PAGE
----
by Jennie Moore, Director of Sustainable Development, British Columbia Institute of Technology-School of Construction and the Environment
Update on Vancouver’s Second IEFS Workshop
The City of Vancouver is an early partner city to the development of the International Ecocity Framework and Standards (IEFS). On February 9th, 2012, BCIT hosted a workshop led by Ecocity Builders to assess progress to date in the IEFS development and explore next steps. Workshop participants included representatives from the City of Vancouver and many other local government and provincial government agencies, the construction industry, and non-government organizations.
The workshop built on the outcomes of a previous workshop held in Vancouver in 2010. At that time, the original concept of the IEFS was introduced and participants worked on establishing the fifteen conditions that now comprise the standards. Participants also identified the need to develop a guiding framework.
At this year’s workshop, participants reviewed the progress made to date, including the first attempt by City of Vancouver staff, in 2011, to assess their City’s performance using the IEFS. Important data gaps in the areas of soil fertility and food growing capacity were identified; however, City staff reported that the IEFS can be used to assess the City’s performance. Moving forward from that review, the workshop participants re-iterated the importance of metrics to both guide and inform performance.
Workshop participants broke into five table groups to further explore:
Bio-geophysical conditions (City within its bioregion)
Bio-geophysical conditions (City and the environment)
Any fool can make things bigger, more complex, and more violent. It takes a touch of genius — and a lot of courage — to move in the opposite direction.
– Albert Einstein
City planners aren’t usually on the list of people we associate with paradigm-shifting embers of wisdom. Spiritual leaders, artists, and philosophers — yes — they have sparked our collective imagination and shaped the course of society throughout history. While Be the change you wish to see in the world and I have a Dream will forever be guiding lights in our journey through a complex and often confusing world, it’s clear that each generation brings with it the need for new symbols and archetypes in response to the struggles of its time.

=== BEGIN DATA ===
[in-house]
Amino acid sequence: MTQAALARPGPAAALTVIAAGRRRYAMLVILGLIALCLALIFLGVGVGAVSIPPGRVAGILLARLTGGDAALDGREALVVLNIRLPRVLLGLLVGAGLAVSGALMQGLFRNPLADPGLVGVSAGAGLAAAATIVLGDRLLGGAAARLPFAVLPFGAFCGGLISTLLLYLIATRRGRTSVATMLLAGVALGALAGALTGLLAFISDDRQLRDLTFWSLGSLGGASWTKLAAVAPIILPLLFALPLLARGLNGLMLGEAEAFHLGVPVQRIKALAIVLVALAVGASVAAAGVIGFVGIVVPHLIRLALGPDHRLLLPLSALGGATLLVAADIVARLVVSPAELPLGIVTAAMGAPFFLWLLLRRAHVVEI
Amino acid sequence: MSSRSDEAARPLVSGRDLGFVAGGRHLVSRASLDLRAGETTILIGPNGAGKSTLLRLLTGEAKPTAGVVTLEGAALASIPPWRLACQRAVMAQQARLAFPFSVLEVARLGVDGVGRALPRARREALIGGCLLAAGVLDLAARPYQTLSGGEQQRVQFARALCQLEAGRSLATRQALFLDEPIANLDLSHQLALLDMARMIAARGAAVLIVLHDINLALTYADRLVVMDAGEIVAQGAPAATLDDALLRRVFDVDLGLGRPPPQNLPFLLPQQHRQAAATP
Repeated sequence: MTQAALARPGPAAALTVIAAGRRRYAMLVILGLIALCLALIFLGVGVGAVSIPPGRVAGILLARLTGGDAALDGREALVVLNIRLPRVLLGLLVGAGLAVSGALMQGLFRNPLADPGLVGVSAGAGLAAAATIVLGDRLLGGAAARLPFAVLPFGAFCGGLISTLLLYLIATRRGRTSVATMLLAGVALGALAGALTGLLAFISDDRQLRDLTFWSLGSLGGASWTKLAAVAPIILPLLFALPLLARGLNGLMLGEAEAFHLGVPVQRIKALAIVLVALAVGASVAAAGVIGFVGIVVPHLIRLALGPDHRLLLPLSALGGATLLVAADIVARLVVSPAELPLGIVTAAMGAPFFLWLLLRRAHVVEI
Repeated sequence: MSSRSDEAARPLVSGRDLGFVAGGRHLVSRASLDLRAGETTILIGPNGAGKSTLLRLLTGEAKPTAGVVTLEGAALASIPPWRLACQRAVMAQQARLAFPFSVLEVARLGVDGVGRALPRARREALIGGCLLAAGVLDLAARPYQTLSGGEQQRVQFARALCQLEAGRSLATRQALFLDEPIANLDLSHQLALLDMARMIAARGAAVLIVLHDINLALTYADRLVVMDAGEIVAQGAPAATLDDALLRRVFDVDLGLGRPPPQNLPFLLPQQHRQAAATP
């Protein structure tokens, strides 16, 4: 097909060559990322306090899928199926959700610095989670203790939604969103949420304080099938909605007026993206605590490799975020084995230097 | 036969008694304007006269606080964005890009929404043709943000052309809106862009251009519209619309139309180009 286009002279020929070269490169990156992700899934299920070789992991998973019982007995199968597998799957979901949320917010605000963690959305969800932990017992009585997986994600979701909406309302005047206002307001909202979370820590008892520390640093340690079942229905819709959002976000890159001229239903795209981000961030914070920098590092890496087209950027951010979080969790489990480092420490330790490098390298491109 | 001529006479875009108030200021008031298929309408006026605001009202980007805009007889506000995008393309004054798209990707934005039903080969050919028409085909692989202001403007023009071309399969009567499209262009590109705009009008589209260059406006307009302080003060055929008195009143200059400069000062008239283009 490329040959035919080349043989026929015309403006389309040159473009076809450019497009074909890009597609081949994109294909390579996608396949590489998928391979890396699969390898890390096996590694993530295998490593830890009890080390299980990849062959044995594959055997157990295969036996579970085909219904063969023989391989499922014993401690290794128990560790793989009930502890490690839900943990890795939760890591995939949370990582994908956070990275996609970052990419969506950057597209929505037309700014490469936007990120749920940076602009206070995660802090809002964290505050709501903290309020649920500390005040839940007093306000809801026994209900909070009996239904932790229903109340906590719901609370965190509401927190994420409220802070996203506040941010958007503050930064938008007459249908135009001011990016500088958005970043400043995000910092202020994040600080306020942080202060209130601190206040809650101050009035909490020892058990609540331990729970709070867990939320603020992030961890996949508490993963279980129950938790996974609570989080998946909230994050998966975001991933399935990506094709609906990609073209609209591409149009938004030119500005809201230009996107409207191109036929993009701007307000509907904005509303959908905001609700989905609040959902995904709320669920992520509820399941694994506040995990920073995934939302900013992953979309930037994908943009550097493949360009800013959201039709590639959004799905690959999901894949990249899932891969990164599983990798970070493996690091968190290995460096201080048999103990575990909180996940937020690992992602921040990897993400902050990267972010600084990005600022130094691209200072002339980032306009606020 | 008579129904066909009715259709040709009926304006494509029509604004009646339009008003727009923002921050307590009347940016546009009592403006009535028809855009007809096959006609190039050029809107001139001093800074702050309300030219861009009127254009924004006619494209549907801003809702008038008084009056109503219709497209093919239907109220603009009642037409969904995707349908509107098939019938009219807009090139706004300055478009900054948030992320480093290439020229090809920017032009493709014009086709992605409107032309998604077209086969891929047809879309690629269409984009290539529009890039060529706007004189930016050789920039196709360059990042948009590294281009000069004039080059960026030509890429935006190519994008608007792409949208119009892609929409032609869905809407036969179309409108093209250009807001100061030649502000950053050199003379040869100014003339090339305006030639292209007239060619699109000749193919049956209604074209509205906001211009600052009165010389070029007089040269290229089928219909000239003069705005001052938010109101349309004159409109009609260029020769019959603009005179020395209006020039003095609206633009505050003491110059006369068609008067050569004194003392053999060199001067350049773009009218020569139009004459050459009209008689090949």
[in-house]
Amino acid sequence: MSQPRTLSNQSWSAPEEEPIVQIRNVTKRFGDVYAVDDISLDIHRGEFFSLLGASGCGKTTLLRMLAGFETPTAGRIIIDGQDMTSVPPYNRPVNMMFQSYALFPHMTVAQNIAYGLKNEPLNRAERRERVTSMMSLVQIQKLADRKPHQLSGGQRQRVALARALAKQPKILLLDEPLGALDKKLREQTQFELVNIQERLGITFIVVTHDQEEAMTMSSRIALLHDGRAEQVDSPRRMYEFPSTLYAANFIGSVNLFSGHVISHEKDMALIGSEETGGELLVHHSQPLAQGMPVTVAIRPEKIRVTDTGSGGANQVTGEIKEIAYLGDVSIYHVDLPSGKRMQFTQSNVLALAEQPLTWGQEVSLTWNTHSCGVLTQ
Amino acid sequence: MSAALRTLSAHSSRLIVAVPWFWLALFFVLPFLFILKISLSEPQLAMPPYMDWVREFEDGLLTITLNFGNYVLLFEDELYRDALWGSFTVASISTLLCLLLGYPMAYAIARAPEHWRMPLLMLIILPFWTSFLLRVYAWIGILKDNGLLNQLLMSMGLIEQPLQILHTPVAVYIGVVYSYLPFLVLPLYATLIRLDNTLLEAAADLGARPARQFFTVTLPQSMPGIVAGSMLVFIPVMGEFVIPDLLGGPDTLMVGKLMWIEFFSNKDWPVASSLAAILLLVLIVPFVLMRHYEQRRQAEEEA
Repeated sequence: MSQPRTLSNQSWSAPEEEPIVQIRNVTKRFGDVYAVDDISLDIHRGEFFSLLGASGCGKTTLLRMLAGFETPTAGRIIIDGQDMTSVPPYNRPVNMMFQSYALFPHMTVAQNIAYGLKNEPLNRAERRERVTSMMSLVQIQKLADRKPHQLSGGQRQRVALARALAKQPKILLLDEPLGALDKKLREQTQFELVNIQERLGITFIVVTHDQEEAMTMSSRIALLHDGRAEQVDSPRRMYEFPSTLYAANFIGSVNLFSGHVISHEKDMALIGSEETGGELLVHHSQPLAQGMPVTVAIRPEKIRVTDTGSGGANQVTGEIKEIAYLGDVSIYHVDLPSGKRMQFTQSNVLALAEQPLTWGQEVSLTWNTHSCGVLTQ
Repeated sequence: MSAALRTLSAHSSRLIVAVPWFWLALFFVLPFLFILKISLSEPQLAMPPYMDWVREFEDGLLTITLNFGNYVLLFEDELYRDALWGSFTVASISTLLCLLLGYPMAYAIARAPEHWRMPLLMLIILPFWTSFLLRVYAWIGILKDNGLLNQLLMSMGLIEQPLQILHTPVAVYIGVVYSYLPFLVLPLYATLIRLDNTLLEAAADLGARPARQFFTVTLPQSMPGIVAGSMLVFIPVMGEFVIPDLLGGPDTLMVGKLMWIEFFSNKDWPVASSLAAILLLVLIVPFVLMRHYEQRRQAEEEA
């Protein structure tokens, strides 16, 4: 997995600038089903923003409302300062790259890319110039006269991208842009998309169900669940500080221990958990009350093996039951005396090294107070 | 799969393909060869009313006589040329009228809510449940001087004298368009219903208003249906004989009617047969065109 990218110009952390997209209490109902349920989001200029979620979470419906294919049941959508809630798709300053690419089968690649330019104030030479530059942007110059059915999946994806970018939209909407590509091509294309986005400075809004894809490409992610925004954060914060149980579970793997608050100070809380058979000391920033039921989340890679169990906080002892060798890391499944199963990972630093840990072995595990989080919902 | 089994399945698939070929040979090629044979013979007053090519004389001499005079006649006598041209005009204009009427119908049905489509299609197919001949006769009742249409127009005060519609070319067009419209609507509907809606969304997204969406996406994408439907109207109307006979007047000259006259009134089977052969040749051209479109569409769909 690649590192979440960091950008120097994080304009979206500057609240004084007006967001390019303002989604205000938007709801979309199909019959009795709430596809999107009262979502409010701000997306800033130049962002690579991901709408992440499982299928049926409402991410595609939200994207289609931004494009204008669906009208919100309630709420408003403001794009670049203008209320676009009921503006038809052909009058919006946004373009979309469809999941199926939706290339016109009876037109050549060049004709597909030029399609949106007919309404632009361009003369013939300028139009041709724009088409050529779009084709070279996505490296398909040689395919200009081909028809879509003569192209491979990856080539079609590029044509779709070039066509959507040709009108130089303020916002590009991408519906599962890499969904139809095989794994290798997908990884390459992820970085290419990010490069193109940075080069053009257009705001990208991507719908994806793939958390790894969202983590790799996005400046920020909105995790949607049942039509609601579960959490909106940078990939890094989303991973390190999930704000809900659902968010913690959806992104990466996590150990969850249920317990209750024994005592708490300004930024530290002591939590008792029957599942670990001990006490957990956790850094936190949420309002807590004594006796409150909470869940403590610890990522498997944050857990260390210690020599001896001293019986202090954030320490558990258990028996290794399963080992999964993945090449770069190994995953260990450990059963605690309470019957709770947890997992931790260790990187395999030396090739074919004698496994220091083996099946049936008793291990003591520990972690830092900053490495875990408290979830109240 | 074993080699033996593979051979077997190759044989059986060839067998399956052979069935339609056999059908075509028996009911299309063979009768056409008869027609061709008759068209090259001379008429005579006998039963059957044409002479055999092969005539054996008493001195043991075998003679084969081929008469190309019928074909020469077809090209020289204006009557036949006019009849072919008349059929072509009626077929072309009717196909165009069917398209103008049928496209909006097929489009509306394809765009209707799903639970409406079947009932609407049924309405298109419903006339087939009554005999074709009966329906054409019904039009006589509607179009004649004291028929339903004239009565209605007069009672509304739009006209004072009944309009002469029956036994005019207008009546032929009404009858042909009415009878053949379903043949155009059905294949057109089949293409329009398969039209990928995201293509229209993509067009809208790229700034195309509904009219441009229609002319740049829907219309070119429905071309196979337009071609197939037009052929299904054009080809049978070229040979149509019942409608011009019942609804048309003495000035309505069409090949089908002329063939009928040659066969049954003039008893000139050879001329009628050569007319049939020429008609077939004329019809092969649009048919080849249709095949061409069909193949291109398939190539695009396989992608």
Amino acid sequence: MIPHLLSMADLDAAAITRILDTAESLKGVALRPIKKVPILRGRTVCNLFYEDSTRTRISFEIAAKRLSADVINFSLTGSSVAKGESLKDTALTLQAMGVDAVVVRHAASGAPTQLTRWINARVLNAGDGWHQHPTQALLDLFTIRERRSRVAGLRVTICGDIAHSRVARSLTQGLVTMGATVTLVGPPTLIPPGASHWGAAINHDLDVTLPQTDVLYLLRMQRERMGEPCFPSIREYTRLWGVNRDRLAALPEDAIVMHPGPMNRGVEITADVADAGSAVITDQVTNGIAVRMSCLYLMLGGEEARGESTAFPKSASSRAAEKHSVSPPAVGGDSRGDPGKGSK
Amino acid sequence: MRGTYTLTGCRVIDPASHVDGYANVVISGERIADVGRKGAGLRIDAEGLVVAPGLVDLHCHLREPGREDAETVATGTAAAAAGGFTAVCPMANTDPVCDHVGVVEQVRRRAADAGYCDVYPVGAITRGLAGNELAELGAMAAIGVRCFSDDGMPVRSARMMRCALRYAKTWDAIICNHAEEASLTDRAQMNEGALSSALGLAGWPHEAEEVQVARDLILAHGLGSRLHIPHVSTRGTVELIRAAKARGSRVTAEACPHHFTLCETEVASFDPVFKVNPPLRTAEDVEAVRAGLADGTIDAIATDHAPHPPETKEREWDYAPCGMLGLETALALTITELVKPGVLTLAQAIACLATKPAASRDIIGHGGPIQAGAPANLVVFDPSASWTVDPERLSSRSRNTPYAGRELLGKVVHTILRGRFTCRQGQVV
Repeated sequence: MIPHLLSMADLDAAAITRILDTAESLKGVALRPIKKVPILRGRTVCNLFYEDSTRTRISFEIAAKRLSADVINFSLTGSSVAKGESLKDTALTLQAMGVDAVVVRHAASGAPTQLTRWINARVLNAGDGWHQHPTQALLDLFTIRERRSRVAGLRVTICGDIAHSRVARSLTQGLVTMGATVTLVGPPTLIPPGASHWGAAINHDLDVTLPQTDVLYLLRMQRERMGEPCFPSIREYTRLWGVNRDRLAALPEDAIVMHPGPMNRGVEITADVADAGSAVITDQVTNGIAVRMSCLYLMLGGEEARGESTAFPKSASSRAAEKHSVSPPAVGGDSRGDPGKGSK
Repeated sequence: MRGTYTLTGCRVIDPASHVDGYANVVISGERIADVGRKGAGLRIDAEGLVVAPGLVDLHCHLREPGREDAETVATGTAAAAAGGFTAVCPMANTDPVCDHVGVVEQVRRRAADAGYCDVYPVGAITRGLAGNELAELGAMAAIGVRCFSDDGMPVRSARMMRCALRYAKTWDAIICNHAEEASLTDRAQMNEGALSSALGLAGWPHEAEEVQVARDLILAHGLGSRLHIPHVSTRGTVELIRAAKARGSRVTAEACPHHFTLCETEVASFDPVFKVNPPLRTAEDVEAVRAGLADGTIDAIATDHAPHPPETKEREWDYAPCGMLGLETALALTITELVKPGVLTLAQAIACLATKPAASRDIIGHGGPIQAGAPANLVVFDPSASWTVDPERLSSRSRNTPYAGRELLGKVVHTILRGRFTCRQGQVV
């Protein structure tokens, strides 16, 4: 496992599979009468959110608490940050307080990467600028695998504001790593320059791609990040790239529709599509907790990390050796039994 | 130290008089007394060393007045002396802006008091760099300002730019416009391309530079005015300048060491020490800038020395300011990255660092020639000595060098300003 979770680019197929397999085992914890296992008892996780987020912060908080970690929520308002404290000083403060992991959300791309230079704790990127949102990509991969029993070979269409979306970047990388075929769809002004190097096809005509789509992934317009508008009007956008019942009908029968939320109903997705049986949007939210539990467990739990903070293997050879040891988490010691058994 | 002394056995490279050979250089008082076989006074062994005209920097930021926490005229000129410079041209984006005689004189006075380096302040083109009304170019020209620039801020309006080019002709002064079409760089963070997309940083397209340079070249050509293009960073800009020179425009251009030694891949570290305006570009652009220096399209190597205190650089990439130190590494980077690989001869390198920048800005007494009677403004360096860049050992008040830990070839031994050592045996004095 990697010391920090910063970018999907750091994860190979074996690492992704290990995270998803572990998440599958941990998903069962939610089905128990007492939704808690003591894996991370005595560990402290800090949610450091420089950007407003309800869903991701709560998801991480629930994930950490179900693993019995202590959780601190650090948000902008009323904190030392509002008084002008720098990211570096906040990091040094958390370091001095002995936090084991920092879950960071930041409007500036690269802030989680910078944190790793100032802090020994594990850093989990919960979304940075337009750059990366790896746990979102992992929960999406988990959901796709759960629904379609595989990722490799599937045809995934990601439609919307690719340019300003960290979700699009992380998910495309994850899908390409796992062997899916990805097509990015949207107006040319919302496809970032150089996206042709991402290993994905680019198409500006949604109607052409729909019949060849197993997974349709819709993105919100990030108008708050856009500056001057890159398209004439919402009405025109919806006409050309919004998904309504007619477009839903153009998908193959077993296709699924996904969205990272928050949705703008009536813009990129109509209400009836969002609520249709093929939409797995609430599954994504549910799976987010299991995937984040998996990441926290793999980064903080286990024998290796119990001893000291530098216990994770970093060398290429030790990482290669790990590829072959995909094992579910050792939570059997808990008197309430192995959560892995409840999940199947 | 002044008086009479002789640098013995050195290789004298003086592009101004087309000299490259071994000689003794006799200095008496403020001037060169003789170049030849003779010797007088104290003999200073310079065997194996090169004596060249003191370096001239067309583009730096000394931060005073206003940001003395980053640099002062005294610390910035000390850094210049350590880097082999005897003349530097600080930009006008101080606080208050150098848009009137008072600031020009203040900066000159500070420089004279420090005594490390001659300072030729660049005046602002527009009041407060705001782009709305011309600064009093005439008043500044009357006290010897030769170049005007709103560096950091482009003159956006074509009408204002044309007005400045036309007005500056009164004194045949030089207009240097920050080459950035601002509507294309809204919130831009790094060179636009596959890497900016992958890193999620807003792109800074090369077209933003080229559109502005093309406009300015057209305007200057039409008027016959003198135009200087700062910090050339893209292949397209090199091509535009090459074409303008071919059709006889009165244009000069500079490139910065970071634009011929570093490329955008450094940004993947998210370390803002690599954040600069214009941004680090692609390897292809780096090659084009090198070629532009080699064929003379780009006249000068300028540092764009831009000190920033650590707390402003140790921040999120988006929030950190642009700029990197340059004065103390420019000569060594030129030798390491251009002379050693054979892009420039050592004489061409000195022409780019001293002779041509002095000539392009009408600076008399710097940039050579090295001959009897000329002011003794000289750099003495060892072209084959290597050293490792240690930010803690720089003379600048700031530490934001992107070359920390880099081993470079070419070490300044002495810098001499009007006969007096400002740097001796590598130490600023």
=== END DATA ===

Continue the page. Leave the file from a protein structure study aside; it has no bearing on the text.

It was at last month’s Ecocity World Summit in Istanbul that I thought I’d heard a concept expressed that reflects and encompasses so much of the millennial Zeitgeist, as a theme to embrace as well as aspire to: The Power of Nearness
Other than just being a great place to live, Vancouver, Canada may soon become a great green place to live. EcoDensity is their flagship green project, and the scope and breadth of what they are planning is pretty amazing.
In beginning this process, Vancouver is putting itself at the cutting edge of sustainability and ecoplanning for cities its size. The complete Draft Initial Actions [pdf] document gives a glimpse of this project. Still in the public input phase, the year and a half old project has a great spokesman in Brent Toderian. In our last post on Friday we featured Brent, Director of City Planning in Vancouver. It’s important to remember that no decisions have been made in this project, and that the Vancouver city council will make the final say on any concrete changes. Until then, we can applaud the vision that Brent and other Vancouverites have, and encourage the healthy dialog that will make projects like this possible all over.
Past the jump you’ll find some very enlightening info from their FAQ…
Director of City Planning in Vancouver, Canada Brent Toderian has been described as an “urban firecracker” and a “sophisticated urbanist.”
Add to that list one more: Speaker at Ecocity World Summit 2008.
As Director of City Planning, his broad mandate involves both current planning, including the many projects related to the up-coming 2010 Winter Olympics, and visioning/city plans. The eco-project that he is working on in Vancouver is a major urban re-envisioning called EcoDensity. EcoDensity is a concept currently being discussed with the Vancouver community. EcoDensity is an acknowledgment that high quality and strategically located density can make Vancouver more sustainable, livable and affordable.
In this segment from Greater Vancouver Television, he describes the goals that EcoDensity is striving for, and the community effort that is required to accomplish them.
For a truly illuminating peek into Brent’s work and perspective on all things urban, check out his blog.